Just returned from a wonderful 11-day visit to Italy, and thought I would render a report on my dining experiences there:
Rome: just one night in the Eternal City, and I had always wanted to have authentic carciofi alla giudia (Jewish-style artichokes) so we went to Da Giggieto, in the old ghetto, near the Tiber. Very nice place, though heavy on the tourists (also a number of locals, though, so can't be that bad). The artichokes--which were on display in front of the restaurant--were excellent, though we had a LONG wait before our main courses arrived, and they were minuscule. Dinner for two, with wine (Brunello di Montalcino) was 70 euros.
Florence: I have friends in Florence who took us out our first night to a very local place called "La Locanda Medecea" in the 'suburbs' near Vinci (a town called Cerreto Guidi). We had an incredible meal of assorted cured meats, tagliatelle with porcini mushrooms, bistecca alla fiorentina, and biscotti with vin santo for dessert, along with two kinds of chianti (the first was rather poor, so we replaced it with a second, called "Leonardo"). Not exactly easy to get to, though.
Also in Florence, at the suggestion of several friends, we ate at Zibibbo, a lovely restaurant in the countryside north of town (ten minutes from our hotel, not far from the train station) that is run by the ex-wife of the chef at Cibreo. The cuisine here is more inventive, and includes elements from Middle Eastern cooking (e.g., as an 'amuse gueule' while perusing the menu we were served a Florentine take on hummus with grissini). The meal was excellent, especially the pasta courses (including a squid ink pasta that blackened all our teeth for a spell) and very unusual main courses, such as a stuffed duck with bitter orange sauce. The desserts were, however, a bit spare. Dinner for four, with lots of wine, was 190 euros.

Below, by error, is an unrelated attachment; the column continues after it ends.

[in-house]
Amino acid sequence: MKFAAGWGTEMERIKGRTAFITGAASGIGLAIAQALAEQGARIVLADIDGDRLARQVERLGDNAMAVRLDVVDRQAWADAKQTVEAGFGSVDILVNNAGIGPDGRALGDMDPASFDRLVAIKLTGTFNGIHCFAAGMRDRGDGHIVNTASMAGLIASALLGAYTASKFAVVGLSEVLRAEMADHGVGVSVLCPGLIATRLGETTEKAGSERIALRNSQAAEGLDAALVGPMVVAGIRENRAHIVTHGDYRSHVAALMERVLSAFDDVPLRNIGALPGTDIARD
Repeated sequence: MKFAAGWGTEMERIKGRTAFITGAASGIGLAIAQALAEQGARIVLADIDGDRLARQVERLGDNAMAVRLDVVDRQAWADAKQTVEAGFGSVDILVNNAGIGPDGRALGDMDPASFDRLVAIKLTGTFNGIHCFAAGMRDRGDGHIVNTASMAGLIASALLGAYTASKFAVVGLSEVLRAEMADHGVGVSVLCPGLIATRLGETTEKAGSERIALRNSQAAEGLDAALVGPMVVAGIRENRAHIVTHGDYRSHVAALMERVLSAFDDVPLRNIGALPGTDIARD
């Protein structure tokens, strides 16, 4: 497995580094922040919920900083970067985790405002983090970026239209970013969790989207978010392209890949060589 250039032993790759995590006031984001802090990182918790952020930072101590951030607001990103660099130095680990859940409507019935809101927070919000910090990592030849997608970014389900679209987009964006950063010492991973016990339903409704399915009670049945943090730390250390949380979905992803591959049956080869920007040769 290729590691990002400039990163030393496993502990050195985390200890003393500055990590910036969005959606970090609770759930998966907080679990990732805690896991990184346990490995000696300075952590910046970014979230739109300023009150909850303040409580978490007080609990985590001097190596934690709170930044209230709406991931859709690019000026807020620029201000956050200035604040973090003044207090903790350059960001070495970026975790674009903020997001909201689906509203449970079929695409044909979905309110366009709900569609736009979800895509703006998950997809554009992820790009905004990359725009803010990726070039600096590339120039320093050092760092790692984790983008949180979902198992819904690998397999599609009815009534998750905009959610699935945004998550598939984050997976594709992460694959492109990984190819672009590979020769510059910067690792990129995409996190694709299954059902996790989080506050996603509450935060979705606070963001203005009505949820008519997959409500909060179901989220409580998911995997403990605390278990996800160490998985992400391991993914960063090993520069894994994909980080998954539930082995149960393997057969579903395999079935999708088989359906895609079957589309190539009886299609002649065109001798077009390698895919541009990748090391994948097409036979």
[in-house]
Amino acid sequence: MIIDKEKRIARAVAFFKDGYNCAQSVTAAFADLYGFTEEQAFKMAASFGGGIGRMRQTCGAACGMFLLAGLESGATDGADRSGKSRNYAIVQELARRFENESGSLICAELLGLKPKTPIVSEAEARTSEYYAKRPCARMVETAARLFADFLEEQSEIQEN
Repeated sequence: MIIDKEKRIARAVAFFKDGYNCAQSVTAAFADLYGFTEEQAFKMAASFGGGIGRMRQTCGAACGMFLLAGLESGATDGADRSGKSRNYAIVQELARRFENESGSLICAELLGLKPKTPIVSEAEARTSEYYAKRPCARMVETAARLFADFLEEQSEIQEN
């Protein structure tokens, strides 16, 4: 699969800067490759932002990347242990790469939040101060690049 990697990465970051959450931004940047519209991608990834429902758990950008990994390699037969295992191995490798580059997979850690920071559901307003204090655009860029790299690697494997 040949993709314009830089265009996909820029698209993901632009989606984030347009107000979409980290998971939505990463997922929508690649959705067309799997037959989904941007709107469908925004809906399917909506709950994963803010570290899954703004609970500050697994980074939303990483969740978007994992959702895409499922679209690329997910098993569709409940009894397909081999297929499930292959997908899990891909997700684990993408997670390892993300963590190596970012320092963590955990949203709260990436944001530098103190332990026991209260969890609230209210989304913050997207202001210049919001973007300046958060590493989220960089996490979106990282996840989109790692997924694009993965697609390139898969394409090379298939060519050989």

Also in Florence, at the suggestion of Joe H., a frequent contributor to this board, we went to Di Vinus, located in Otrarno in an area that we would have otherwise not discovered. He waxed rhapsodic about their bistecca alla fiorentina, so that was a given for our dinner, but this being early in our trip we were still doing four course dinners as a matter of course, so there was far more on our order. This place is more traditional that Zibibbo, but lacks a bit in the service department. For example, several of our orders were mishandled, resulting in one of our party having to wait for her primo while the rest of us had ours, and another of our friends losing out on his secondo altogether because they forgot to enter the order and then sold the last one. This was compensated by excellent food and by a free bottle of wine to take home (and a 10% discount). I would still recommend the place highly. Dinner for four, with drinks (and discount), 190 euros.